The Fire Horse: Poems by Vladimir Mayakovsky, Osip Mandelstam and Daniel Kharms
A boy wants a toy horse big enough to ride, but where can his father find it? Not in the stores, which means it’s got to be built from scratch. How? With the help of expert workers, from the carpenter to the painter, working together as one. And now the bold boy is ready to ride off in defense of the future!
Two trams, Click and Zam, are cousins. Click goes out for a day on the tracks and before long he’s so tired he doesn’t know where he is or how to get back. All he knows is he’s got to find Zam. Click is looking for Zam and Zam is looking for Click, and though for a while it seems like nobody knows where to find Click, good and faithful Zam is not to be deterred.
Peter’s a car, Vasco’s a steamboat, and Mikey’s a plane. They’re all running like mad and going great guns until, whoops, there’s a big old cow, just a plain old cow, standing in the road. What then?
The early years of the Soviet Union were a golden age for children’s literature. The Fire Horse brings together three classics from the era in which some of Russia’s most celebrated poets, Vladimir Mayakovsky, Osip Mandelstam, and Daniil Kharms, teamed up with some of its finest artists, Lidia Popova, Boris Ender, and Vladimir Konashevich. Brilliantly translated by the poet Eugene Ostashevsky, this is poetry that is as whimsical and wonderful as it is revolutionary.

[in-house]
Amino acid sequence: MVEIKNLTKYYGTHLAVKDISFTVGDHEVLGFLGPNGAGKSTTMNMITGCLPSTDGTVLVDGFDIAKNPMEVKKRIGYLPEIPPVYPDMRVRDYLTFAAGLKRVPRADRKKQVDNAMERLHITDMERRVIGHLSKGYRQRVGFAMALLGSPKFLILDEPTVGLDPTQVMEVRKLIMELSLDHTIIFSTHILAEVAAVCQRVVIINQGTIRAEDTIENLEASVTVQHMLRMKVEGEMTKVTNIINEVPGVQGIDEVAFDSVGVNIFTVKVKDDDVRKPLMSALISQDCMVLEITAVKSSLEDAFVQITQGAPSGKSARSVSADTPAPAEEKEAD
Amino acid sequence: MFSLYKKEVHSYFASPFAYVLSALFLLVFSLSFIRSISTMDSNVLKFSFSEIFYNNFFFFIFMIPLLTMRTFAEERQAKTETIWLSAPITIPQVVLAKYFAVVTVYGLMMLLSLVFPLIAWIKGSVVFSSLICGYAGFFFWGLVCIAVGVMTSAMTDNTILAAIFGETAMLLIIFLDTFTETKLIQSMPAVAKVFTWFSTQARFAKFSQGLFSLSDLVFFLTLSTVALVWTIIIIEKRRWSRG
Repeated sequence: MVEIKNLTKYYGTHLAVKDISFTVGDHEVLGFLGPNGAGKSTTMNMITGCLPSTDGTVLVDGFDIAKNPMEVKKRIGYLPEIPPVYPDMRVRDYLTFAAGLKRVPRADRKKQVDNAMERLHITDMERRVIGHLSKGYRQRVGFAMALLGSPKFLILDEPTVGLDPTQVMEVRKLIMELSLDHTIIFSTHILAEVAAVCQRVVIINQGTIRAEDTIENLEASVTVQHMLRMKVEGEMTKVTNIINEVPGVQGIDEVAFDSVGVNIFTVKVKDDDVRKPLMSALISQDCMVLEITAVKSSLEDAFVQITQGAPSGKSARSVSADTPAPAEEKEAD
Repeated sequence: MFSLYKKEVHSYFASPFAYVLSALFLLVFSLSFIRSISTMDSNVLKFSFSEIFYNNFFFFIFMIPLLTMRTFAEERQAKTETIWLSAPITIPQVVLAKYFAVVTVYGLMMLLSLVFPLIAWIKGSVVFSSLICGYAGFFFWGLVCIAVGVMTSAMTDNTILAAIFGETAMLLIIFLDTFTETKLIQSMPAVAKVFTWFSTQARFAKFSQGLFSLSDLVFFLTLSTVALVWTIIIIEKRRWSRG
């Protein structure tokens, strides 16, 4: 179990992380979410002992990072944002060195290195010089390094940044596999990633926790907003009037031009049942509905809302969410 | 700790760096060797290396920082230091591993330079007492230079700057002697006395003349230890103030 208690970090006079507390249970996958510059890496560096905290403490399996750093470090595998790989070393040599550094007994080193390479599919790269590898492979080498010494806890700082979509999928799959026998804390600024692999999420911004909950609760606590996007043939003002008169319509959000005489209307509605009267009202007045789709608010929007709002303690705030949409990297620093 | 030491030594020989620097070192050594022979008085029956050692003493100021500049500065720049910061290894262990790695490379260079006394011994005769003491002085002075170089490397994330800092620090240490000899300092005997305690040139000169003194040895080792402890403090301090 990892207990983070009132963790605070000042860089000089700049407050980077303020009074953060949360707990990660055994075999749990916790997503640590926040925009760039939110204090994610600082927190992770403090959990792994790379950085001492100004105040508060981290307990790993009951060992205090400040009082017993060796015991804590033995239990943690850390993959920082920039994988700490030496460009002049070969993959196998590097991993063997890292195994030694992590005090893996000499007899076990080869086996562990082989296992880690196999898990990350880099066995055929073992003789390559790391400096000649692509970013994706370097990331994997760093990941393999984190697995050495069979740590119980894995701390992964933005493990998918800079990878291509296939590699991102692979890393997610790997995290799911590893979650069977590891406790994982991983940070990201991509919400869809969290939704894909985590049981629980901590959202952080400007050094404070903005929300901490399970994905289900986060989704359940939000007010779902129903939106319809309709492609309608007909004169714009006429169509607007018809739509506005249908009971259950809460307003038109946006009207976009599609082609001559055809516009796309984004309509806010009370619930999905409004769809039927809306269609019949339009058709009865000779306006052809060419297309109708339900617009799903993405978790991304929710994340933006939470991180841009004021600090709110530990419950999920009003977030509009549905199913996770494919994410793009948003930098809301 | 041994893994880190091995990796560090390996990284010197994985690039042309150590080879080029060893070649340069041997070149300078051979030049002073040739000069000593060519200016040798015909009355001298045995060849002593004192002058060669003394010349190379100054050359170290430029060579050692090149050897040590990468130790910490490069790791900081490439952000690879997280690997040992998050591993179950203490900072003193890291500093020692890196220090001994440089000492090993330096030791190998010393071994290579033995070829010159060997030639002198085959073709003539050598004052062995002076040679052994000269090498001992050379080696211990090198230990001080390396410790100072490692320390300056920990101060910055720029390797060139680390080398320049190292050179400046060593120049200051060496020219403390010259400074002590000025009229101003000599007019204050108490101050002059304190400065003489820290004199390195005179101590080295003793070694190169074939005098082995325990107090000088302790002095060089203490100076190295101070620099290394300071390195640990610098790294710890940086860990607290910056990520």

Hardcover, 48 pages
Pictures by Popova, Ender, and Konashevich, respectively, are wondrous to behold in their own right and as precursors to mid-20th-century Western picture-book art...A glimpse into Soviet children’s-book illustration.
The early Soviet period was a miraculously rich time for children’s books and their illustration. . . The illustrations [to Mandelstam’s Two Trams] display great elegance. The artist, Boris Ender, plays with a very limited palette of colors—black, red and grey, with the occasional touch of light brown—and with simplified shapes, especially the recurring sweep of parallel tramlines. It’s a lovely example of less doing more.
A lesser-known product of early Soviet support for the arts was the breathtaking flowering of Soviet children’s literature, as witnessed by NYRB’s The Fire Horse, with its faithful reproductions of three books from 1925 to 1930.
—Ainsley Morse, Los Angeles Review of Books
Translator Eugene Ostashevsky has cleverly managed to transfer...playful aspects of the verse into English.
—Phoebe Taplin, Russia Beyond the Headlines